A’Lelia Bundles, by the time she died at her estate in Irvington-on-Hudson, New York, she had helped create the role of the 20th Century, self-made American businesswoman; established herself as a pioneer of the modern black hair-care and cosmetics industry; and set standards in the African-American community for corporate and community giving.

Her words of wisdom from almost a century ago still ring true today for entrepreneurs. The formula for success that she prescribed for aspiring entrepreneurs included tenacity and perseverance, faith in herself and in God, quality products and honest business dealings. "There is no royal flower-strewn path to success," Walker once commented. "And if there is, I have not found it for if I have accomplished anything in life it is because I have been willing to work hard."

You can read an excerpt from Bundles’s account of Walker’s exemplary life and business career at

Happy Mother's Day to all of you mothers and my mom too! Thanks for all that you have done to position your children to be successful! We wouldn't have made it this far without you.


, entrepreneur, leadership, philanthropy

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Leadership Insights – Day 5

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Friday, May 5th, I attended John Maxwell’s Maximum Impact simulcast. It was an incredible event with some great speakers on leadership. Each day this week I will highlight two different speakers and some of their most memorable statements. Hopefully their insights will inspire and encourage you just as they did for me. Enjoy!

Kathy Ireland, entrepreneur, author, and former supermodel

  • Every dream needs a leader and every leader needs a dream.
  • If someone says “no,” ask “why.” If someone says “yes,” ask “how.”
  • Leadership is bringing opportunities to situations of challenge.
  • Winning and losing are both habits.

She also had one of the best quotes of the day: "Whatever you have to give up to fulfill your passion is not a sacrifice, but a bold investment."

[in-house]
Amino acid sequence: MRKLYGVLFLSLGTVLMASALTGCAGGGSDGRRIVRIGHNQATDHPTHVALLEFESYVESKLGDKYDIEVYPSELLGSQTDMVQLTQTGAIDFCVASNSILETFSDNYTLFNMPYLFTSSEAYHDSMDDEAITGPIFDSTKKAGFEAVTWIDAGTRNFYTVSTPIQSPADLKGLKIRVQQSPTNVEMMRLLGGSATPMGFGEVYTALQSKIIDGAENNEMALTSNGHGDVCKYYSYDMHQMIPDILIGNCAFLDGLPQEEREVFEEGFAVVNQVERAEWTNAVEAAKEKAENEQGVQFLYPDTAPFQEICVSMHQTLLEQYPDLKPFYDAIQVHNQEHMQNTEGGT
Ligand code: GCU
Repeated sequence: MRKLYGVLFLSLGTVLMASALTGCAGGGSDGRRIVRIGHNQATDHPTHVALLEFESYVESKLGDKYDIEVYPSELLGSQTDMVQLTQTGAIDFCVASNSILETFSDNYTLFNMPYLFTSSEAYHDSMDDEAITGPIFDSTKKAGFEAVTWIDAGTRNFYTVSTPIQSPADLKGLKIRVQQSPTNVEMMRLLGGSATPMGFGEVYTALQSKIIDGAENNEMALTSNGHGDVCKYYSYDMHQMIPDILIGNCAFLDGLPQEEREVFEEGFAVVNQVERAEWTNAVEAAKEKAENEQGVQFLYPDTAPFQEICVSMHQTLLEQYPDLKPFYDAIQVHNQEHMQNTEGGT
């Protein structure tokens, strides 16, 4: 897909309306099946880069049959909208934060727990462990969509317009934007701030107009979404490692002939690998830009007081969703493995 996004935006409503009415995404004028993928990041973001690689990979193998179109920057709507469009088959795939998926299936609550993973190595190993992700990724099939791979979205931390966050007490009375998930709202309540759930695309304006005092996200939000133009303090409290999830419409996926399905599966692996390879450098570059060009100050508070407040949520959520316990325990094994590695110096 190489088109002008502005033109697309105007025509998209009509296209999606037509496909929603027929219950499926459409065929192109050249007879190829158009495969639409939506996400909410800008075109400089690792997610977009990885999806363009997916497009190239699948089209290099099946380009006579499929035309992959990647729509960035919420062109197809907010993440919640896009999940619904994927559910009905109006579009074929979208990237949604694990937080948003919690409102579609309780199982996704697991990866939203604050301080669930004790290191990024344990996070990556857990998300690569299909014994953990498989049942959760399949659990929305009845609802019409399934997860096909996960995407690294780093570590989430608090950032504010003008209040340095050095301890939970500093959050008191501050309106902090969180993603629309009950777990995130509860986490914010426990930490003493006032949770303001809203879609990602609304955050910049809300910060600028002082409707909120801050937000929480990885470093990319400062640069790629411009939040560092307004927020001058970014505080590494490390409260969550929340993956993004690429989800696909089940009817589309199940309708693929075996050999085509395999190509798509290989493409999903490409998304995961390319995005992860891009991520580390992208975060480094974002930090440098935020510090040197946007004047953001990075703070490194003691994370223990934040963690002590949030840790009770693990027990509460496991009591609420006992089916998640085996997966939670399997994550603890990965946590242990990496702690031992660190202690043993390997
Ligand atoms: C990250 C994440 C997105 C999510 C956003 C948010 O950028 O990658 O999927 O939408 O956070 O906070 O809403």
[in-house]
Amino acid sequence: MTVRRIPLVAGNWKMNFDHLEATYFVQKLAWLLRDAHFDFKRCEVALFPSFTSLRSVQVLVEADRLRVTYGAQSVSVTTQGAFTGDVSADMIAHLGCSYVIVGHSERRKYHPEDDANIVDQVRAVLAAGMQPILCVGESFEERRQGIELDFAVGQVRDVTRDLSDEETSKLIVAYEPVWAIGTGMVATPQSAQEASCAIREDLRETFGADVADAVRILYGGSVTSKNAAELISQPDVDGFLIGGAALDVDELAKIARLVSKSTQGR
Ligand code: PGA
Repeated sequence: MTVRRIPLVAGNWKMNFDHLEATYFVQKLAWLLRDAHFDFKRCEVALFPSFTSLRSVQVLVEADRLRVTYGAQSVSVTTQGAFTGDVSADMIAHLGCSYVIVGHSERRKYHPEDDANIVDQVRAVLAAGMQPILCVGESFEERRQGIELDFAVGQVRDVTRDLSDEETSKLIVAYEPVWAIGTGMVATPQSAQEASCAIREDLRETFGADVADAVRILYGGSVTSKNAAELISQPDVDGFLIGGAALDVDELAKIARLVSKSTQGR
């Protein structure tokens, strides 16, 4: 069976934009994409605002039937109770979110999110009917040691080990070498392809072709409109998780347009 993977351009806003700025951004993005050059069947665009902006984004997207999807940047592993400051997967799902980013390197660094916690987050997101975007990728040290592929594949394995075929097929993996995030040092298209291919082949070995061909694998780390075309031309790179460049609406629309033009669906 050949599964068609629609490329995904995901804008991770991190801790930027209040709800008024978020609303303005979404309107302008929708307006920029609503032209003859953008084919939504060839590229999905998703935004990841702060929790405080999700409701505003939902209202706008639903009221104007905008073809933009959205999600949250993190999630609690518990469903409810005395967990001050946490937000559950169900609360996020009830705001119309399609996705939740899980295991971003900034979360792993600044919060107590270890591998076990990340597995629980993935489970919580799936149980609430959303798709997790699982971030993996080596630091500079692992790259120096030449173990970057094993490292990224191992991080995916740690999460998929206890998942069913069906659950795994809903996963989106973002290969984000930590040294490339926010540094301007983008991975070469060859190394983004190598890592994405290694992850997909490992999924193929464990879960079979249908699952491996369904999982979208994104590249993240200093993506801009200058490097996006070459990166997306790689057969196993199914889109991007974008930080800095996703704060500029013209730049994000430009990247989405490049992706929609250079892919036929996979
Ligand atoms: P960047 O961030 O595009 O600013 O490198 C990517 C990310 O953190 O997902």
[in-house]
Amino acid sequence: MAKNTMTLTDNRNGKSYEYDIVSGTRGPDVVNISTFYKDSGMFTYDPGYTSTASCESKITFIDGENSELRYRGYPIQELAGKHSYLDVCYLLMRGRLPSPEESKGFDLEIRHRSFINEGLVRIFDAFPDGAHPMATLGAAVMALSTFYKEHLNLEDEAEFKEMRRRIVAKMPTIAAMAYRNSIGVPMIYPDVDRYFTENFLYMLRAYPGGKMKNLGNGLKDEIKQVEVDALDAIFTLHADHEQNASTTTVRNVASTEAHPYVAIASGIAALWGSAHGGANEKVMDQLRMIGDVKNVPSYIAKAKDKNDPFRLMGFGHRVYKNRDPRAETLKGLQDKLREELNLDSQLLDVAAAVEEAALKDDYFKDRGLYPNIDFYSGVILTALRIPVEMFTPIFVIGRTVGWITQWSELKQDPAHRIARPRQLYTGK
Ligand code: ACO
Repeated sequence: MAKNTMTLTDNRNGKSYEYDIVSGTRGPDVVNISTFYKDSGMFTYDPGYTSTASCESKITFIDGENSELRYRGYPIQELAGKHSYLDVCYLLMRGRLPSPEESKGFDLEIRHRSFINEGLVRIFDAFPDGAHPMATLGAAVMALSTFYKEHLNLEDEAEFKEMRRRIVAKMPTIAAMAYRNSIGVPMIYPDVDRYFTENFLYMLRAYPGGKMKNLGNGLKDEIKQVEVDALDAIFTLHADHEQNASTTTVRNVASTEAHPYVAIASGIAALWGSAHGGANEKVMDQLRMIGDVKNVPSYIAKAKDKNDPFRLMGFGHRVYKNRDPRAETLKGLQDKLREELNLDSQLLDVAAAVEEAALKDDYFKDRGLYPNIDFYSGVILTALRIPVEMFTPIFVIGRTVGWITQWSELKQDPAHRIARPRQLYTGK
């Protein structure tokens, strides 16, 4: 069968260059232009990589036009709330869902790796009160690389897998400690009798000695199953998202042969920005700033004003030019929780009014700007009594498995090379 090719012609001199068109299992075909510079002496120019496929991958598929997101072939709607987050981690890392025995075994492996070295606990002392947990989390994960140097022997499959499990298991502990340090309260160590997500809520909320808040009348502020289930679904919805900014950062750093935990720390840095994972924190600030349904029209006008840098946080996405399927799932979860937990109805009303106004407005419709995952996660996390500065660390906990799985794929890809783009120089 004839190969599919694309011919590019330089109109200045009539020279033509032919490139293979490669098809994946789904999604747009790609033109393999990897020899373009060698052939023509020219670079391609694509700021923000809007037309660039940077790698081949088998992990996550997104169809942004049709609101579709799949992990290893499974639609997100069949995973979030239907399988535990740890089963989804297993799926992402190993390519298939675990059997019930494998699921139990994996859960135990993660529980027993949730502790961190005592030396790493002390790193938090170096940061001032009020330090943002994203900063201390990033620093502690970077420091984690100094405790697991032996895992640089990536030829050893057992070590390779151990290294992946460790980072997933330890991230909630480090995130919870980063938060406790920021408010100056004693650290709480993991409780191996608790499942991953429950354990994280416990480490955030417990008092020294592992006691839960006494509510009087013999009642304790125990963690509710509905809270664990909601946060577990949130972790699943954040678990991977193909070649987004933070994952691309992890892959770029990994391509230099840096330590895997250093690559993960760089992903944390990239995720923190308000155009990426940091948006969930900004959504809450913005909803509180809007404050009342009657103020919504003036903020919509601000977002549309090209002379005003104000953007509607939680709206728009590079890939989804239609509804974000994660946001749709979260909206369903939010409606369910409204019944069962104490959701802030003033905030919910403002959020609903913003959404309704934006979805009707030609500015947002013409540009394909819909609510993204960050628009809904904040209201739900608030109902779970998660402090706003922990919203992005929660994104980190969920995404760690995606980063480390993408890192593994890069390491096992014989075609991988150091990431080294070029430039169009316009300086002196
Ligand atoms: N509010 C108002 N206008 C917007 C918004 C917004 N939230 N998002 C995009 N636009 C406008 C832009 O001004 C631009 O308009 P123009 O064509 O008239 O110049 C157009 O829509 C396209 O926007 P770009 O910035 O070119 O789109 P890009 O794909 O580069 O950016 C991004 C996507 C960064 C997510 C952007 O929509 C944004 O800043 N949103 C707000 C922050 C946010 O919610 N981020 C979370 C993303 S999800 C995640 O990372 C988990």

J.C. Watts, former Oklahoma Congressman

  • Anybody can be good once in a while. The magic is being good everyday.
  • Effective leaders listen to hear versus listening to respond.
  • The quality of a person’s life is directly proportional to their commitment to excellence.
  • A leader without convictions is a leader who will fail.

Ask yourself how these insights apply to your daily activities. If you want to have a great business, you need to be a strong leader. How focused are you on strengthening your leadership skills?

Click here for Days 1234.

Tags: , entrepreneur, leadership

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Leadership Insights – Day 4

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Friday, May 5th, I attended John Maxwell’s Maximum Impact simulcast. It was an incredible event with some great speakers on leadership. Each day this week I will highlight two different speakers and some of their most memorable statements. Hopefully their insights will inspire and encourage you just as they did for me. Enjoy!

Peyton Manning, All-Pro QB of Indianapolis Colts

  • The goals we achieve are directly proportional to how far we’re willing to reach.
    If you don’t stretch you can’t grow; if you don’t grow others will pass you by.
  • Winners look for stepping stones not stumbling blocks.
  • Are you here to massage history or to make history?

Tim Sanders, author of The Likability Factor

  • Likability = personal capacity to consistently produce positive emotional experiences in other people.